Azure Stack IaaS – When to Bet the Farm on It

I sat down with a customer and one of Microsoft’s Azure Stack program managers at Microsoft’s yearly partner conference (Inspire). The Microsoft PM said something that you will hear over and over from Microsoft, as well as anyone “in the know” about Azure Stack:

“Azure Stack is not a virtual machine dispenser.”

By which he meant that Azure Stack is not really intended to be used primarily for Infrastructure as a Service. What did he mean by that? Doesn’t he want to sell Azure Stack? How broken must Azure Stack’s IaaS offering be in order to cause someone employed by Microsoft to discourage its use? The quick answer: There’s nothing wrong with Azure Stack’s IaaS component. It’s not broken. You can get a wide variety of virtual machines out of Azure Stack, and you can manage them via the web portal or call them up via the well-known Azure Resource Manager API. That aspect of it (using the Azure APIs to provision and manage virtual machines) is actually tremendously cool.

What we (and Microsoft) really mean here is that if all you’re doing is IaaS, you have no strategic necessity for that IaaS to be consistent with public Azure, and you have no plans to leverage the rich PaaS offerings in Azure Stack, then there are probably more efficient options out there today. Like a diesel F350 in New York City- it’ll get you where you’re going, but there are better choices out there for every-day drivers in Manhattan.

To break this down a bit, consider the following:

  • The IaaS market is robust.  People have been engineered IaaS offerings using VxRail, Nutanix, Simplivity, and others. Roll your own architectures abound across the industry, including Dell EMC’s ready bundles.  There’s no shortage of options if all you want are virtual machines, and don’t want to leverage Azure services.
  • These IaaS offerings are feature rich and mature. A functional comparison of offerings in market will uncover features that enterprises come to expect like infrastructure-level replication with automated failover, snapshots, tightly integrated tenant backup, quality of service controls, tunable parameters for performance and capacity, to name a few.  Azure Stack’s IaaS offering will be reliable, but less robust in terms of enterprise features.  You will be able to achieve some of that functionality with Azure Stack through guest-level integrations, and some of the vendors (included Dell EMC) are working hard to add these enterprise features to Azure Stack, but they won’t be there at GA.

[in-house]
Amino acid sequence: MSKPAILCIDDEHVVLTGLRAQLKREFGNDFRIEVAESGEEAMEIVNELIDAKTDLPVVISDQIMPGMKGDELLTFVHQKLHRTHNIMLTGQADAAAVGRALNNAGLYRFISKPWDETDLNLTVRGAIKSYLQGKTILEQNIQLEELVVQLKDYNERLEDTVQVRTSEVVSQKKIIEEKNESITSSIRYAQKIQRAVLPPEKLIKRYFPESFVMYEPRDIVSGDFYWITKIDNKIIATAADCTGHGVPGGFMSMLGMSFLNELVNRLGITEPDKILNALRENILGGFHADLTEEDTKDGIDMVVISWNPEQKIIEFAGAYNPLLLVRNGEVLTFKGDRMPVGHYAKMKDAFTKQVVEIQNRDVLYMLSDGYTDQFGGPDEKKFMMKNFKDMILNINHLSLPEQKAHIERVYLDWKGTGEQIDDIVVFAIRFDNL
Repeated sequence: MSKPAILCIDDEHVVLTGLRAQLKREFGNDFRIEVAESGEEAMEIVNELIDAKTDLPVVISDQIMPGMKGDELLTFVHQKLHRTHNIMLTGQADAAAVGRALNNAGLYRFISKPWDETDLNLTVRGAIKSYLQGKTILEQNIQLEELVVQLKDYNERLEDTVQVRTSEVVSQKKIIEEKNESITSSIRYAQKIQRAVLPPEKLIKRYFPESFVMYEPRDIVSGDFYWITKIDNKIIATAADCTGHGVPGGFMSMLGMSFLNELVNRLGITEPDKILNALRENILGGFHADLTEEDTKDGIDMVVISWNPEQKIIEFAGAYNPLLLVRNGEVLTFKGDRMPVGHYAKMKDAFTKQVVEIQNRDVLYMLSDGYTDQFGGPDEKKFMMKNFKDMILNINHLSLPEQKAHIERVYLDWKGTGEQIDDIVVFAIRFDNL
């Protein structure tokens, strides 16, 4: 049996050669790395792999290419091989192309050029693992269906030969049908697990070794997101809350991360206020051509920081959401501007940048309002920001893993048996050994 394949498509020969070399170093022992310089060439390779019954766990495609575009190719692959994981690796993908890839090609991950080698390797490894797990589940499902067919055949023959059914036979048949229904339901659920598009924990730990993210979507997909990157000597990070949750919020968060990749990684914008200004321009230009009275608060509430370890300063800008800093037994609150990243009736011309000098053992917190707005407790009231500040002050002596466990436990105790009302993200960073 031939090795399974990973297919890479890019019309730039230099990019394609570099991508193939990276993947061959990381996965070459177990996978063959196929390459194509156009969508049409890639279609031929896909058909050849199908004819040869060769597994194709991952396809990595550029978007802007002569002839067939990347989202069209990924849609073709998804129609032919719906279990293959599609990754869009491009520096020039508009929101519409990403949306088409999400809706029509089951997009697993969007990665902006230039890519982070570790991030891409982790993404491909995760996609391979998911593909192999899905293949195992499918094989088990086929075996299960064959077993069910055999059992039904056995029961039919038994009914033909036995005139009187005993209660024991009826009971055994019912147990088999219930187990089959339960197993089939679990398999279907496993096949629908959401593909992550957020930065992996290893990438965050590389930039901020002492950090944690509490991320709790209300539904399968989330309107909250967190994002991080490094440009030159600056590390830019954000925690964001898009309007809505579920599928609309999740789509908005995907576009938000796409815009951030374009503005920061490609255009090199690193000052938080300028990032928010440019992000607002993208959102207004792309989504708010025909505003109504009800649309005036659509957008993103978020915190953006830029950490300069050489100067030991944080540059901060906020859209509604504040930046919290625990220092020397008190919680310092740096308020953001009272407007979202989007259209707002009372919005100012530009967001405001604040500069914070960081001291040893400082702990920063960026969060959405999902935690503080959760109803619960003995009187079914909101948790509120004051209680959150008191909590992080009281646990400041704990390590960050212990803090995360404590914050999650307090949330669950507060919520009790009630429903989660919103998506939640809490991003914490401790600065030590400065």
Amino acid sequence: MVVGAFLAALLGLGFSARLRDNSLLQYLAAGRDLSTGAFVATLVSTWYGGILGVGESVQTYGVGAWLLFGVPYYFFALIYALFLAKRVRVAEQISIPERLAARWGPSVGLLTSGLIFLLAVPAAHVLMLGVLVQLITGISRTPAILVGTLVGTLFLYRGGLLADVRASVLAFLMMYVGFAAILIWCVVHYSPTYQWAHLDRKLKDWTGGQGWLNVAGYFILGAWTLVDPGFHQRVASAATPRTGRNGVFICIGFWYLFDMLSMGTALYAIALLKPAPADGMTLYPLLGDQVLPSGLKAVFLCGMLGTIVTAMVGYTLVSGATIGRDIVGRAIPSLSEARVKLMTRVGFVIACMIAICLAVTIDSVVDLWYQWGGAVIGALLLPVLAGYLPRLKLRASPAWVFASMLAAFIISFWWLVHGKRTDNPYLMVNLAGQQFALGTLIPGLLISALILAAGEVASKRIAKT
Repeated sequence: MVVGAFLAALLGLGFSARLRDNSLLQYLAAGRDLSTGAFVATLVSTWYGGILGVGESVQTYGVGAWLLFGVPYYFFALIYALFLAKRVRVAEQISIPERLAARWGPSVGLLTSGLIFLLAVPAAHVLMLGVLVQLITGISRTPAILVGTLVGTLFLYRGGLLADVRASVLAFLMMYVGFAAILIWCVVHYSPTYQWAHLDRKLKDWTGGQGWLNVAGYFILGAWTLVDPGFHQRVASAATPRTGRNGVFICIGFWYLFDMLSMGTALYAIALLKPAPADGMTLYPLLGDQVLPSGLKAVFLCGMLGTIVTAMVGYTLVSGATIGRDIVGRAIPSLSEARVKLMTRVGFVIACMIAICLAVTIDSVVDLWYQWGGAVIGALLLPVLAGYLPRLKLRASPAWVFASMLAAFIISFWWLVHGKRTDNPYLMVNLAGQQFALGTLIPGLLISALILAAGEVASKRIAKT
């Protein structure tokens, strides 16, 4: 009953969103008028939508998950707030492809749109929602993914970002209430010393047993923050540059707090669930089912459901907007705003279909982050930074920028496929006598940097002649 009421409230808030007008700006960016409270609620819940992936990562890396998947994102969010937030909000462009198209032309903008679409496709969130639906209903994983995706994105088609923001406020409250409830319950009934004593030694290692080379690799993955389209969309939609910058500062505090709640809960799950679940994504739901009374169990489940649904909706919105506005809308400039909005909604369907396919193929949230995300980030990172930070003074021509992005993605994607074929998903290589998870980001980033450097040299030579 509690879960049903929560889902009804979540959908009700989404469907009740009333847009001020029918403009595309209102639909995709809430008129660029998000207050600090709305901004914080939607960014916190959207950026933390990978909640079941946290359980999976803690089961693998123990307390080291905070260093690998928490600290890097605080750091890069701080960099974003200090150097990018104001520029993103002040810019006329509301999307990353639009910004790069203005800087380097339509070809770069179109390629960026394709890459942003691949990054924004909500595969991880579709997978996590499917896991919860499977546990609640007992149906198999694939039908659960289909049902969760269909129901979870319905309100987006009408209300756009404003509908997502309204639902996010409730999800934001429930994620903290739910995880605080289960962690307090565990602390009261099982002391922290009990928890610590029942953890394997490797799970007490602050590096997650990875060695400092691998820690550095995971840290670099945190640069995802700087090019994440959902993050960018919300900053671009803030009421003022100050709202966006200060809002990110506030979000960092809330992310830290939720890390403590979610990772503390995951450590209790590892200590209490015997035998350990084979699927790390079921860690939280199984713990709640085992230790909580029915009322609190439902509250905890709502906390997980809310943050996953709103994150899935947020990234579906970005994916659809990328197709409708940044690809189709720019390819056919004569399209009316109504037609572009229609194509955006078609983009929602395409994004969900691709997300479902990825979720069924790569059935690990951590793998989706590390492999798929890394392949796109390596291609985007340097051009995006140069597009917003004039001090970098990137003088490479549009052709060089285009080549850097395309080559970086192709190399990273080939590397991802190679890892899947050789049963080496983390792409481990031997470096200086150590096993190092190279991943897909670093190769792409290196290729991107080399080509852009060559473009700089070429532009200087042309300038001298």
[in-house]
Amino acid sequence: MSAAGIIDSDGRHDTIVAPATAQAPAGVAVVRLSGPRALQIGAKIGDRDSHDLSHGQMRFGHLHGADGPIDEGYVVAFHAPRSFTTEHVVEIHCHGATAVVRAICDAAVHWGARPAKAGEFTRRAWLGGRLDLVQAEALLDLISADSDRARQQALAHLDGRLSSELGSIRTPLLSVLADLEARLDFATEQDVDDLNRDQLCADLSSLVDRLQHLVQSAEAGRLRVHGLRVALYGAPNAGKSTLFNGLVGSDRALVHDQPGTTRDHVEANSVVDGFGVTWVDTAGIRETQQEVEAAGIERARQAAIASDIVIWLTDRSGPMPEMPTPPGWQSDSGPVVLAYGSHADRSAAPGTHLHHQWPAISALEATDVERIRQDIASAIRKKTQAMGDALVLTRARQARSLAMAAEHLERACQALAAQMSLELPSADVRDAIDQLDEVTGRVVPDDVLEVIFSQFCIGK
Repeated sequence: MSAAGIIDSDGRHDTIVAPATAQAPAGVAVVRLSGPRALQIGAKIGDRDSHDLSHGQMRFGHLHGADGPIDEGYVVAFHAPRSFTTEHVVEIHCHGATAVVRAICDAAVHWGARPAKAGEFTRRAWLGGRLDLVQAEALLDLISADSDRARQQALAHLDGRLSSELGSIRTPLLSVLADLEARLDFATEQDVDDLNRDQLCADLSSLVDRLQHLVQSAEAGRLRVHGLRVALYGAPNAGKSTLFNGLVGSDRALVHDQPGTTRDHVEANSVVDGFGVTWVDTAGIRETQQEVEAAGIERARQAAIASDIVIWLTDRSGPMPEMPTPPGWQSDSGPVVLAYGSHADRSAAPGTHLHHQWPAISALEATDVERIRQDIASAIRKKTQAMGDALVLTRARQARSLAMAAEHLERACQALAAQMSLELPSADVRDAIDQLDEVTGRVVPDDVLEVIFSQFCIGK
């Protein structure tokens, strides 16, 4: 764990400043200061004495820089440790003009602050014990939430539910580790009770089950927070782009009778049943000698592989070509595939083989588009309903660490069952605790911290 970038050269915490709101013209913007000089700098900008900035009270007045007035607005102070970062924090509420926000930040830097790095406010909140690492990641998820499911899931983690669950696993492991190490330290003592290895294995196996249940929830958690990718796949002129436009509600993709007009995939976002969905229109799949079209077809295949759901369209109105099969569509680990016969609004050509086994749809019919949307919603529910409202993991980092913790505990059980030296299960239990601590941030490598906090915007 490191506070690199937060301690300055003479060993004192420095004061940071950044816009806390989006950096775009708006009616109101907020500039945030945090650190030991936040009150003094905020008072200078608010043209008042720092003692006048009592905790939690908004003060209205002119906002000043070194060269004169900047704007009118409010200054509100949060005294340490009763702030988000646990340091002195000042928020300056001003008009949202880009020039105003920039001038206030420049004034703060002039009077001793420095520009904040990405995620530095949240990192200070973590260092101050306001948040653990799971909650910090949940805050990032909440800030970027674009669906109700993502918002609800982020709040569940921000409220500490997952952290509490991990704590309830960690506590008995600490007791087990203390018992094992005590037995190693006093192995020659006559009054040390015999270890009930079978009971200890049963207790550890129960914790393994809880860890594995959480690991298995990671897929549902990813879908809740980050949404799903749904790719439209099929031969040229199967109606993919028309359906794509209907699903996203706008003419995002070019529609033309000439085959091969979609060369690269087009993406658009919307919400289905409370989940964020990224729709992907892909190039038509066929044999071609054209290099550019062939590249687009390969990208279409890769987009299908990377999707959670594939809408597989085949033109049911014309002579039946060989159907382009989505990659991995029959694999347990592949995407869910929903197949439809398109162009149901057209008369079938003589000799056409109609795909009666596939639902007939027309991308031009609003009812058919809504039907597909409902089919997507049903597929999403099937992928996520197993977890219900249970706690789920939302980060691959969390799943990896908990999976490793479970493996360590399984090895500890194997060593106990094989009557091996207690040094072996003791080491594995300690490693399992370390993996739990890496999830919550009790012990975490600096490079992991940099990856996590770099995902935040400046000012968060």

• Pure-play IaaS is available at a lower price point than Azure Stack. A customer can get started with a 4 node IaaS stack using one of these solutions for well under $100k street price. Azure Stack is close, but with the integrated networking inherent in Azure Stack, it will take some time to meet those price points.

To reiterate, there’s nothing wrong with the Azure Stack IaaS.  If you understand the design criteria for Azure Stack, then by all means you are set up to enjoy your experience.  IaaS is just not the end game.

Then, what is the end game?  Why should customers be looking at the Dell EMC Azure Stack.  To sum it up:

  1. Azure Stack is the only way to deliver Azure-consistent services on-premises. And in fact, if your strategy includes Azure-consistent IaaS, then Azure Stack is the way to go
  2. Dell EMC Cloud for Microsoft Azure Stack is the best way to experience Azure Stack

I’d love to hear your thoughts and questions.  Comment below – what do you think?

About the Author: Paul Galjan

Paul leads product management and engineering for the Microsoft Hybrid Cloud program at Dell EMC. He started his technical career working on a DARPA project helping develop software monitoring systems to detect clandestine nuclear tests. He moved into an infrastructure role on that project where he eventually managed a prototype data center for the monitoring framework supporting the Comprehensive Test Ban Treaty. From there he joined NetApp, where he worked with the US Marine Corps, helping develop mobile information infrastructure deployable in the adverse conditions found by the Marine Expeditionary Forces during the Iraq war, and later spearheading NetApp’s entry into the Navy-Marine Corps Intranet. After moving to New England, he joined EMC, where he supported Mid-Market Commercial as a Microsoft Specialist, and then managing the application specialists for Mid-Market before taking the role of Global Functional Lead for Microsoft, which he held for the three years prior to his current role.